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Quest, xcv. Must the pastors examine the people before the sacrament?

Answ. 1. Regularly they should have sufficient notice after they come to age that they own their baptismal covenant, and that they have that due understanding of the sacrament and the sacramental work, and such a Christian profession as is necessary to a due participation. 2. But this is most fitly done at their solemn transition out of their infant-church-state into their adult: and it is not necessarily to be done every time they come to the Lord's table (unless the person desire help for his own benefit); but only once, before their first communicating: if it be the satisfaction of the pastor or church that is intended by it.

Quest, xcvi. Is the sacrament of the Lord's supper a converting ordinance?Answ. You must distinguish, 1. Between the conversion of infidels without the church, and of hypocrites within it; 2. Between the primary and the secondary intention of the institutor. 3. Between the primary duty of the receiver, and the event. And so I conclude, 1. That God did not command ministers to give infidels the Lord's supper to convert them to Christianity. 2. He requireth us to give it to none but those that profess themselves converted from infidelity and a state of wickedness, and to none that profess not true saving faith and repentance. 3. God never commanded or allowed any infidel to demand or receive it to his conversion. 4. God commandeth the pastors of the church, to deliver it to hypocrites, (who at the heart are infidels, or impenitent and ungodly) if they profess faith and repentance, and desire or require itu. 5. There is much in the nature of the sacrament, which tendeth tothe conversion of an hypocrite. 6. And God often blesseth it to the conversion of bypo

» Luke xxii. 19. 1 Cor. xi. 24. Acts ii. 37, 38. Matt. xxviii. 19, 2O. 1 Cor. x. 16. 2 Cor. vi. 14. Acts viii. 13. 37, 38. 1 Cor. xi. 27—30.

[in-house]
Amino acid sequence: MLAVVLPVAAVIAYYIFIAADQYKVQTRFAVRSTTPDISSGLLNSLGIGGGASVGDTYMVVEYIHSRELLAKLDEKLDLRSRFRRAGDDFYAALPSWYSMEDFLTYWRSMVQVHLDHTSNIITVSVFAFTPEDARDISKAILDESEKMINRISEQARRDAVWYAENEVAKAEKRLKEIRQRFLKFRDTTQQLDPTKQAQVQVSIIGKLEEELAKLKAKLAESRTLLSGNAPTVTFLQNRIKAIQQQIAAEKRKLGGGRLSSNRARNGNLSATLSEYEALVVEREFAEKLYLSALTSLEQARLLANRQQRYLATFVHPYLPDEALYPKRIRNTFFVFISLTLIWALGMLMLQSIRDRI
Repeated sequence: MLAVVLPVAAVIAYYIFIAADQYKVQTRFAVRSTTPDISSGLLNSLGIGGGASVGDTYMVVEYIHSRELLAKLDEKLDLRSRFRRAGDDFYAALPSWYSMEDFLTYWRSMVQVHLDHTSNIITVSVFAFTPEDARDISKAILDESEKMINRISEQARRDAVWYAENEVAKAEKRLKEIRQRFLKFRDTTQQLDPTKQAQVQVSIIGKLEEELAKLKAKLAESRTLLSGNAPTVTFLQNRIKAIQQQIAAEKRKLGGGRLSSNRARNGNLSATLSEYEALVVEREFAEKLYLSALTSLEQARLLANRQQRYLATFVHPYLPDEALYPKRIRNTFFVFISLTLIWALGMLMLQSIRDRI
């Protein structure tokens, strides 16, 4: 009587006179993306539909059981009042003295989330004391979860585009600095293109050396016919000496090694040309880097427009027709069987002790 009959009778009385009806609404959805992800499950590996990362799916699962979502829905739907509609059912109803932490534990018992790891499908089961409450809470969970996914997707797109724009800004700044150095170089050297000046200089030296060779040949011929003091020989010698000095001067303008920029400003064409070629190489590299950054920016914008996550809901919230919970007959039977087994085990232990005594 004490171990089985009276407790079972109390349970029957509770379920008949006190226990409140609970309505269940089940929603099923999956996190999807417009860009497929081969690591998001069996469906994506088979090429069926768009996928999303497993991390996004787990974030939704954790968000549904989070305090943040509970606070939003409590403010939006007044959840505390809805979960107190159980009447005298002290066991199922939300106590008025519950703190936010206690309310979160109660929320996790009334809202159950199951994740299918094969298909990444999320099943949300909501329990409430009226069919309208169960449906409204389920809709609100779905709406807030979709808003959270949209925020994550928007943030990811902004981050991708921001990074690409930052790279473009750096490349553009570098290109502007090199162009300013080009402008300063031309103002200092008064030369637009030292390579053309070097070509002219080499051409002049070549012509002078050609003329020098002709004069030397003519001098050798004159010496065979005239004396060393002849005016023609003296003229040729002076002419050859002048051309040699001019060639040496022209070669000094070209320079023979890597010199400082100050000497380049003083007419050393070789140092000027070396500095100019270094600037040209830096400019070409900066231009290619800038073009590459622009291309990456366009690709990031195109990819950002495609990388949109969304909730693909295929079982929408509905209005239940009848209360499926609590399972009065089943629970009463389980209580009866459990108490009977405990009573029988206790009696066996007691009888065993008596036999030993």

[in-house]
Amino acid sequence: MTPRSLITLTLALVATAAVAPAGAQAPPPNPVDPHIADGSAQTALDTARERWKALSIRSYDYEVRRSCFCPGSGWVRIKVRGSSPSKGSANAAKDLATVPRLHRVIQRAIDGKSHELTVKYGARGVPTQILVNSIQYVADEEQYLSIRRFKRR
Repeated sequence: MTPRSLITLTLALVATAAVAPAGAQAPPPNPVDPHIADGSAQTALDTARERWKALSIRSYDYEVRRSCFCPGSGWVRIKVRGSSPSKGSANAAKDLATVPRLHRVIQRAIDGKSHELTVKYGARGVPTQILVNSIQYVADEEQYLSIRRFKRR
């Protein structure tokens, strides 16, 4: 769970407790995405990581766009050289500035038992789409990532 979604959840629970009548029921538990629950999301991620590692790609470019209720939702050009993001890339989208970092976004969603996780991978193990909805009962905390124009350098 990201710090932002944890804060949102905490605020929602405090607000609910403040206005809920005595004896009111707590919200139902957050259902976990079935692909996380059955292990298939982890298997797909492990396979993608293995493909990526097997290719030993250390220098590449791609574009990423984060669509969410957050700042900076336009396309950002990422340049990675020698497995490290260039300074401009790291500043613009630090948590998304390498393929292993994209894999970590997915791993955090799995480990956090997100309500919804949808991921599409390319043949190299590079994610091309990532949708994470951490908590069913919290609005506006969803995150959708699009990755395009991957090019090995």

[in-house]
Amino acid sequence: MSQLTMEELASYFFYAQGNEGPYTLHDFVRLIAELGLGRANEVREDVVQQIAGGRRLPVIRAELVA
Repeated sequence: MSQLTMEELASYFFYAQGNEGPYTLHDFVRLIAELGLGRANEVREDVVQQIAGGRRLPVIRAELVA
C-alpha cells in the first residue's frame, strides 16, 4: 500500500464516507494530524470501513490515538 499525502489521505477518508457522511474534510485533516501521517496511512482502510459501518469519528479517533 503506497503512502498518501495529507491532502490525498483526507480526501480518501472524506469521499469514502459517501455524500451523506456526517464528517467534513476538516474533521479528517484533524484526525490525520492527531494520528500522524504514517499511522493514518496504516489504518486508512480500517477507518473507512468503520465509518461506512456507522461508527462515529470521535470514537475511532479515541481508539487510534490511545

elites; so that it may thence be said to be his secondary intention. 7. But yet he that knoweth himself to be a mere hypocrite, or void of saving faith and repentance, should not come first and immediately to the sacrament, to be converted by it; but should first so long hear, read, meditate, and pray, till he repent and believe, and his heart consent to the covenant of God; and then he should come with penitent contrition, and solemnly renew his covenant in this sacrament, and there receive a sealed pardon.

Quest, xcvn. Must no man come to the sacrament, that is uncertain or doubtful of the sincerity of his faith and repentance?Answ. 1. He that is sure of his unsoundness and hypocrisy should not come ".

2. He that upon trial is not sure, but yet as far as he can understand his own heart and life, doth judge himself an impenitent hypocrite, should use other means to know himself certainly, and more fully to repent before he cometh. And though some melancholy and timorous persons be falsely persuaded that they are impenitent, yet it is better that such forbear the sacrament, while they use other means for their better acquaintance with themselves, than that all the hypocrites, and wicked, impenitent people be told that it is their duty to come, if they can but make themselves uncertain whether they be impenitent or not. 3. But he that after the best endeavours he can use to know himself, can say, 'I am not certain that I truly repent, but as far as I can know my heart I do;' is not to be hindered from the sacrament by that uncertainty. 1. For few of the best attain to a full certainty of their own sincerity. 2. And all that can be expected from us is, that we proceed according to the best of our understandings, and the best acquaintance with ourselves that we can get. 3. And otherwise it would keep us from all other duties proper to true Christians; as from thanksgiving for our justification, sanctification, adoption, &c. 4. He that only erreth about the nature of true faith and